'Years of Living Dangerously' shouts climate fire! But, data says their shouting is simply noise

Taking liberty or artistic license? Debunking the claims made in the film that almost nobody watches, and now shouldn’t even take seriously

YEARS_OF_LIVING-DANGEROUSLYGuest essay by Jim Steele, Director emeritus Sierra Nevada Field Campus, San Francisco State University and author of “Landscapes and Cycles: An Environmentalist’s Journey to Climate Skepticism.”

Yelling “fire” in a crowded room is the iconic example used to distinguish free speech from license. Falsely claiming there was a fire in a crowded room would be punishable license because it could cause a panicked stampede resulting in injury. Episode 2 of Years of Living Dangerously treads dangerously close to license, as the producers present a completely one-sided biased view of forest fires purposely trying to incite climate panic. Those of us who have studied forest ecology for the past few decades have understood that bigger more destructive fires have been the result of fire suppression and a growing population. As the USA added 100 million people since 1970, more and more people moved into more forested areas and changes in fire frequency are skewed by the number of fires ignited by humans.

For example the Arbor Day Foundation reports that more than 83% of forest fires in 2006 were started by human activities, accounting for the burning of nearly 4.4 million acres. In 2004, wildfires in Alaska burned more than 5 million acres, the worst year for Alaskan fires. However 426 fires were started by humans and only 275 were natural fires ignited by lightning. In 2003 California’s “Fire Siege” the first of several fires was set during military artillery practice. The biggest fire, the Cedar Fire, happened when a signal fire got out of control.

While using movie stars to bludgeon us with the idea that all bad things must be due CO2 climate change, “Years of Living Dangerously” committed huge sins of omission.

There is a wealth of scientific research regards the effects of fire suppression and natural cycles. Instead Arnold Schwarzenegger yuks it up with firefighters on the frontline.


The episode then exploits human tragedy by highlighting the recent death of a “hot shot” crew. And Arnold (scientist?) then marries the tragedies by telling us CO2 climate change is making fires bigger, more frequent, and more dangerous.

But Arnold never tells us forests that naturally experienced fires every 5 to 40 years, had built up dangerously high fuel loads. During the 20th century era of fire suppression the US Forest Service’s “10 AM rule” dominated, and every attempt was made to extinguish all small fires by 10 AM the next day. Normally those small fires would burn longer and spread further and create a mosaic of forest patches. The remaining forest patches were then buffered from any new fires that started in a neighboring patch and large catastrophic fires are very rare in mosaic habitats. A patchy forest also prevents widespread beetle infestations.1 Until the media’s recent attempts to promote climate fear, forest ecologists had always complained fire suppression was promoting larger beetle infestations. A list of research on the effects of logging, fire suppression and natural cycles on beetle infestations can be found here. Yet “Years of Living Dangerously” simply blames climate change.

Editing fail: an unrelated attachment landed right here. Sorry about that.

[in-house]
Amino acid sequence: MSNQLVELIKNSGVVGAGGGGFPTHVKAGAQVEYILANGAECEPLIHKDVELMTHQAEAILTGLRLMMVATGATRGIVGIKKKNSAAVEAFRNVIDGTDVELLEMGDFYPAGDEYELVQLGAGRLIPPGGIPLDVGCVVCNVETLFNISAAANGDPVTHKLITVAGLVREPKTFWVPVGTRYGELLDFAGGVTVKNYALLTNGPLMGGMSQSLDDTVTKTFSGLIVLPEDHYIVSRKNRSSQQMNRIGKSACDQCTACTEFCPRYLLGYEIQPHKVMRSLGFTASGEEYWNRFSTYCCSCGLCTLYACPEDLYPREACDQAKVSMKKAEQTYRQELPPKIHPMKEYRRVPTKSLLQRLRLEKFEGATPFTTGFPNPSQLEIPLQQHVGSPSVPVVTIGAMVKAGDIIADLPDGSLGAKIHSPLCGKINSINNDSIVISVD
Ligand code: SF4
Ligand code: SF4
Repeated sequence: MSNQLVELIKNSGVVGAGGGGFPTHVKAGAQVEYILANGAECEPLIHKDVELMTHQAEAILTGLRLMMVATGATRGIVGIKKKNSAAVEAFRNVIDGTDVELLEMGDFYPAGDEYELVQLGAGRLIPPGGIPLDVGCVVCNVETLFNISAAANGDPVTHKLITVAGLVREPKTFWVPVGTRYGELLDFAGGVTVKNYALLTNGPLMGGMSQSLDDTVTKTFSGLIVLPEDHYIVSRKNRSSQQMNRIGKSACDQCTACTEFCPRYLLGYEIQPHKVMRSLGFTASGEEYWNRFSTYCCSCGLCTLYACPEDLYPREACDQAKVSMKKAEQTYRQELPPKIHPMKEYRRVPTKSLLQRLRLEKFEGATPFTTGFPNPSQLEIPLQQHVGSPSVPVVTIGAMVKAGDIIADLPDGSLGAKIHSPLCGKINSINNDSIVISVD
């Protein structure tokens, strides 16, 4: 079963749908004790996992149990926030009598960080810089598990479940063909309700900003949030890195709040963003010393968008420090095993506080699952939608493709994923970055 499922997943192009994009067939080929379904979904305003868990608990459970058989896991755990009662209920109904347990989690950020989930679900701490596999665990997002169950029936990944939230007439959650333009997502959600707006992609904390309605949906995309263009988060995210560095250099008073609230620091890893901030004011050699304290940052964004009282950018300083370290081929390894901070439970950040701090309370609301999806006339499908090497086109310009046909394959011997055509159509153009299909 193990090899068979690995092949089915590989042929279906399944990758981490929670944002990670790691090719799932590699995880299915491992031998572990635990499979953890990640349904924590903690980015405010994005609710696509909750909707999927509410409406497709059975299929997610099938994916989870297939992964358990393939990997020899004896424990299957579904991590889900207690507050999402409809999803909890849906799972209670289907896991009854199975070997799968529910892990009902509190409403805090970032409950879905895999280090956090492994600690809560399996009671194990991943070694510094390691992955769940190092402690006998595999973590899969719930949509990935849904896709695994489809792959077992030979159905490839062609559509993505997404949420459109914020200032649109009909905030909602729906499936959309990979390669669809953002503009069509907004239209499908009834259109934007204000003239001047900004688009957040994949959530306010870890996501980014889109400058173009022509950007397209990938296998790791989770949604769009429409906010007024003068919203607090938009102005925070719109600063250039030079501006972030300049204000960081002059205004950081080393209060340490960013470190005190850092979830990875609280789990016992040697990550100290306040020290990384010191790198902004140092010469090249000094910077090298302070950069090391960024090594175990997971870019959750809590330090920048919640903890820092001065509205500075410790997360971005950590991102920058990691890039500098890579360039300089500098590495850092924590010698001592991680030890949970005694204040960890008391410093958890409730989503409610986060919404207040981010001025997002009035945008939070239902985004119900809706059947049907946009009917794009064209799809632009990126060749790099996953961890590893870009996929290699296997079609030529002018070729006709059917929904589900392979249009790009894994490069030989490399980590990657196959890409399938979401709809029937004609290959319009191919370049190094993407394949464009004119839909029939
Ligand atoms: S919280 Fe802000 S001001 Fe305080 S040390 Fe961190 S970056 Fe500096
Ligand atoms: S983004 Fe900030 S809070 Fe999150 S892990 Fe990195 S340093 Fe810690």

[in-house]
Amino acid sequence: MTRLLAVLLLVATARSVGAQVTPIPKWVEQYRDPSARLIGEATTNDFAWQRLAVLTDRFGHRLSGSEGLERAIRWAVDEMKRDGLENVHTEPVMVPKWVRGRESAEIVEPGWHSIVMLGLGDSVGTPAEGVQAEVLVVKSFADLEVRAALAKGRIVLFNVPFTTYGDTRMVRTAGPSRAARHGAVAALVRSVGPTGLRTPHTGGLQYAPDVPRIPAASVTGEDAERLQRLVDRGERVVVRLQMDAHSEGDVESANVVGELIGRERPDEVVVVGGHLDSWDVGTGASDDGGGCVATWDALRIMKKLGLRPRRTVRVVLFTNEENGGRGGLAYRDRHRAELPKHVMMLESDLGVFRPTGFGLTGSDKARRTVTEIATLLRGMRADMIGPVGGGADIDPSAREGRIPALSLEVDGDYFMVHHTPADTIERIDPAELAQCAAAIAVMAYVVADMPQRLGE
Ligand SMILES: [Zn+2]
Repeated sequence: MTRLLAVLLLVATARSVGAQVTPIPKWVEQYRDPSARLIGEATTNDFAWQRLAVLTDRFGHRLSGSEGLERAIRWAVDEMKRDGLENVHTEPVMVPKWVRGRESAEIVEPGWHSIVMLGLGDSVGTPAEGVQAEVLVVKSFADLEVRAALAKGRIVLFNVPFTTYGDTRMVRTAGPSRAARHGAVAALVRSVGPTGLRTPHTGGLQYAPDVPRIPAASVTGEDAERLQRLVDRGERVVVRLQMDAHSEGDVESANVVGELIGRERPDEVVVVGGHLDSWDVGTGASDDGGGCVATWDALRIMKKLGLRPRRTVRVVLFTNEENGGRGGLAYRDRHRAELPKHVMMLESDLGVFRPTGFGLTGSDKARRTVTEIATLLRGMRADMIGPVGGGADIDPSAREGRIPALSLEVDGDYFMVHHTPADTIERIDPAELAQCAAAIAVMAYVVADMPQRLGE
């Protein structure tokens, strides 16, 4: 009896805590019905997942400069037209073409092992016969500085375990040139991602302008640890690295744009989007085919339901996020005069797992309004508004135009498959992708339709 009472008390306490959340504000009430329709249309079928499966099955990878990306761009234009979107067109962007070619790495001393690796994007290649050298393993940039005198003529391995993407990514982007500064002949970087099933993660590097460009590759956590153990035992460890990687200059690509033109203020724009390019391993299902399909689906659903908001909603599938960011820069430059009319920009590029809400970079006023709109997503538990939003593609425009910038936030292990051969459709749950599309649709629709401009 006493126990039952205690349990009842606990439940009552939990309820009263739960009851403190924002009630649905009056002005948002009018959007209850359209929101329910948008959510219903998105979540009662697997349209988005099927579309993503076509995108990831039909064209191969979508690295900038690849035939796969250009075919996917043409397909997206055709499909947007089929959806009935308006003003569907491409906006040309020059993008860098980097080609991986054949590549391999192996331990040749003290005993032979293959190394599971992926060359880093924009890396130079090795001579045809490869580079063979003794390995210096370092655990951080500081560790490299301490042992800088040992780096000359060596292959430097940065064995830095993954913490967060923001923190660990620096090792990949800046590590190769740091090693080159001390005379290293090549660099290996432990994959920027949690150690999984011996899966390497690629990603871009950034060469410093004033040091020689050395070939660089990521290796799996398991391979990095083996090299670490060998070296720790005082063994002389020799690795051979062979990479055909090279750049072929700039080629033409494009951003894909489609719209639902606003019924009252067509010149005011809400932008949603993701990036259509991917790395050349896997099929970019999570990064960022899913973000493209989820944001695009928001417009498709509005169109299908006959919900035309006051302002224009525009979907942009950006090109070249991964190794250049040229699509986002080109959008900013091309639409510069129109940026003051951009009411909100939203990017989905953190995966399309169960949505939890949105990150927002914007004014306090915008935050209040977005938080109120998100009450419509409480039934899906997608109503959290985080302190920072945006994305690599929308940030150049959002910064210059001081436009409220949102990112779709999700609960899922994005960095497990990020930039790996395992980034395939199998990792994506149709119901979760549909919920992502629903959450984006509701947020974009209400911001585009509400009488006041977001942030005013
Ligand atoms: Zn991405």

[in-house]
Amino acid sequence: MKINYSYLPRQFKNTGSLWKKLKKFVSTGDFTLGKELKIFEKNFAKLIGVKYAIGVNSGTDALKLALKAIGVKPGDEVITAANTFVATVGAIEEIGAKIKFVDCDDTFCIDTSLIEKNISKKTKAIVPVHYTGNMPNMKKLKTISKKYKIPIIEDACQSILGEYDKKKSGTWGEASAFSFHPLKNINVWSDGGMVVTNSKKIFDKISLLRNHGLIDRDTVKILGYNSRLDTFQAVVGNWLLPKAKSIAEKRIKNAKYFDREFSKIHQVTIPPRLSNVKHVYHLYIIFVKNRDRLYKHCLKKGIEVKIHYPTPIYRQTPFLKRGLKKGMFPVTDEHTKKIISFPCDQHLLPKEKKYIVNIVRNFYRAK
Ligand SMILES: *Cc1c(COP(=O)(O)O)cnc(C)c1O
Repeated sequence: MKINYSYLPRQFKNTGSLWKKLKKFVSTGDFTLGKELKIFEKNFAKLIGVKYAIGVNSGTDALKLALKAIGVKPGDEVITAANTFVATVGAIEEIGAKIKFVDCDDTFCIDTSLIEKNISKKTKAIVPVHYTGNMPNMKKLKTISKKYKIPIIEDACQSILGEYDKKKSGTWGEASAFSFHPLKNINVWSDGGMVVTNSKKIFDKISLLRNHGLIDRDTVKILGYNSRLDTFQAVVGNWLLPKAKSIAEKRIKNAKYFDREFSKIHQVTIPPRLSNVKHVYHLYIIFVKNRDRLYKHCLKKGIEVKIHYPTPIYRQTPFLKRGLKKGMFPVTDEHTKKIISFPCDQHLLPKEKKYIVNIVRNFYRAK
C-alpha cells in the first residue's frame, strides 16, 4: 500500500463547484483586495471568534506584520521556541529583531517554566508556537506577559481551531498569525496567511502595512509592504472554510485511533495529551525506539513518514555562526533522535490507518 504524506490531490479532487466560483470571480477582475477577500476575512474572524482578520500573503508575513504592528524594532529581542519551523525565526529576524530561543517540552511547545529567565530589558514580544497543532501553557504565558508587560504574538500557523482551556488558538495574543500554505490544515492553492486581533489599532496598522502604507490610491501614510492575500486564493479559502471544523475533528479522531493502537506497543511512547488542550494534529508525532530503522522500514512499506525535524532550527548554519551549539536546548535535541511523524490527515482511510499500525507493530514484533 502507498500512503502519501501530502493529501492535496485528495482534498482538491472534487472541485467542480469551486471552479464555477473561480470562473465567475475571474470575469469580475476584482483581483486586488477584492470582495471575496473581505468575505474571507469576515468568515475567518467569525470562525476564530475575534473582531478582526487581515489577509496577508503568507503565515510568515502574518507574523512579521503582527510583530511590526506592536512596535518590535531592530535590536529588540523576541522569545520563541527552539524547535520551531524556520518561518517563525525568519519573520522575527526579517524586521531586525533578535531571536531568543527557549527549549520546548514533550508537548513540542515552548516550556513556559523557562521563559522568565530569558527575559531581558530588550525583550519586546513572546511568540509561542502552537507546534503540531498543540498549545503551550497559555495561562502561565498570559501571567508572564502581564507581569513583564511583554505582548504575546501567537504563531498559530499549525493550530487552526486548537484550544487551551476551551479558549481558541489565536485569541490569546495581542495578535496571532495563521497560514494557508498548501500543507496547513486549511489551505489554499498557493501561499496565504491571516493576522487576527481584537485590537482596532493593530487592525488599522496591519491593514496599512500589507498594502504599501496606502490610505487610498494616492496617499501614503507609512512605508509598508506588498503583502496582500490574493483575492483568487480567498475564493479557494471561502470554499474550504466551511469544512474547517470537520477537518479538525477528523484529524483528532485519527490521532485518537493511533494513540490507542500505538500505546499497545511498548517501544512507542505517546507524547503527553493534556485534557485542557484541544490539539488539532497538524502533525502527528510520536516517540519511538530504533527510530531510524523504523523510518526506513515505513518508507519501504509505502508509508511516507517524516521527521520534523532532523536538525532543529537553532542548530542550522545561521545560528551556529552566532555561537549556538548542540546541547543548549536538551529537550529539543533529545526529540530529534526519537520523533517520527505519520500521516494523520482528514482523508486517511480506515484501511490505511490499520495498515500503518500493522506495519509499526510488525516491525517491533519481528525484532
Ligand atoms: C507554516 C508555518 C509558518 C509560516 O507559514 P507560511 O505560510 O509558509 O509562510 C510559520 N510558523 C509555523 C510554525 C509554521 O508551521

In 1996 one of the fire experts interviewed in “Years of Living Dangerously”, Thomas Swetnam wrote:

“The paradox of fire management in conifer forests is that, if in the short term we are effective at reducing fire occurrence below a certain level, then sooner or later catastrophically destructive wildfires will occur. Even the most efficient and technologically advanced fire fighting efforts can only forestall this inevitable result. It is clear from many years of study and published works that the thinning action of pre-settlement surface fires maintained open stand conditions and thereby prevented the historically anomalous occurrence of catastrophic crown fires that we are experiencing in today’s Southwestern forests2

[emphasis added]

However there are other forests at higher elevation that naturally burn every 100 to 300 years. Over that time fuel loads naturally build to dangerous levels. When those forests burn it is usually catastrophic. So Swetnam also co-authored a paper with Westerling, suggesting the increase in fires since 1970s is likely do climate change and that paper became the “scientific basis” for this episode of “Years of Living Dangerously”. They cited warm temperatures and dry weather associated with those large catastrophic fires but they confused weather for climate and their paper only diagnosed 3 decades of trends and only the largest fires (see graph below). However the authors did admit, “Whether the changes observed in western hydroclimate and wildfire are the result of greenhouse gas–induced global warming or only an unusual natural fluctuation is beyond the scope of this work.” [emphasis added] Nonetheless instead of providing a greater historical framework to critique natural cycles that last 60 to 200 years, they promoted untested speculation and simply reported that all the models predict more fires due to CO2 warming in the future.


Figure from Westerling 2006